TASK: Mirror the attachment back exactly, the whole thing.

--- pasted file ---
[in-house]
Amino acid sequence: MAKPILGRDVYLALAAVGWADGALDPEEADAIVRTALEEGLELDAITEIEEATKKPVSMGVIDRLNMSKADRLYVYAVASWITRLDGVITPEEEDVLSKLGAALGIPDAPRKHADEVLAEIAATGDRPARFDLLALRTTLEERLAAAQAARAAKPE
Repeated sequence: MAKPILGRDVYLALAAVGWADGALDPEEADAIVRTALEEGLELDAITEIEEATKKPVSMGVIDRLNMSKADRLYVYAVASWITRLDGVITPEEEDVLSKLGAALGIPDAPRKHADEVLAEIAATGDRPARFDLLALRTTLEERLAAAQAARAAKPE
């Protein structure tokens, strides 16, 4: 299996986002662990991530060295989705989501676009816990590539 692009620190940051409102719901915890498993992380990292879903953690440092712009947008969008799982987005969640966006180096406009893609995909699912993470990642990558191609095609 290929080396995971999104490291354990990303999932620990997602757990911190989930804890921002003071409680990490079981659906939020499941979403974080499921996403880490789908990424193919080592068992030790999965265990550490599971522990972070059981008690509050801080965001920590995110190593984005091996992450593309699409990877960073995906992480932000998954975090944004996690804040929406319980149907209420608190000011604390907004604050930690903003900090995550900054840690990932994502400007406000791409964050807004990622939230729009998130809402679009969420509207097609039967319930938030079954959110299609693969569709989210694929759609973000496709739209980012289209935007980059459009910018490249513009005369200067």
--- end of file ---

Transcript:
[in-house]
Amino acid sequence: MAKPILGRDVYLALAAVGWADGALDPEEADAIVRTALEEGLELDAITEIEEATKKPVSMGVIDRLNMSKADRLYVYAVASWITRLDGVITPEEEDVLSKLGAALGIPDAPRKHADEVLAEIAATGDRPARFDLLALRTTLEERLAAAQAARAAKPE
Repeated sequence: MAKPILGRDVYLALAAVGWADGALDPEEADAIVRTALEEGLELDAITEIEEATKKPVSMGVIDRLNMSKADRLYVYAVASWITRLDGVITPEEEDVLSKLGAALGIPDAPRKHADEVLAEIAATGDRPARFDLLALRTTLEERLAAAQAARAAKPE
């Protein structure tokens, strides 16, 4: 299996986002662990991530060295989705989501676009816990590539 692009620190940051409102719901915890498993992380990292879903953690440092712009947008969008799982987005969640966006180096406009893609995909699912993470990642990558191609095609 290929080396995971999104490291354990990303999932620990997602757990911190989930804890921002003071409680990490079981659906939020499941979403974080499921996403880490789908990424193919080592068992030790999965265990550490599971522990972070059981008690509050801080965001920590995110190593984005091996992450593309699409990877960073995906992480932000998954975090944004996690804040929406319980149907209420608190000011604390907004604050930690903003900090995550900054840690990932994502400007406000791409964050807004990622939230729009998130809402679009969420509207097609039967319930938030079954959110299609693969569709989210694929759609973000496709739209980012289209935007980059459009910018490249513009005369200067």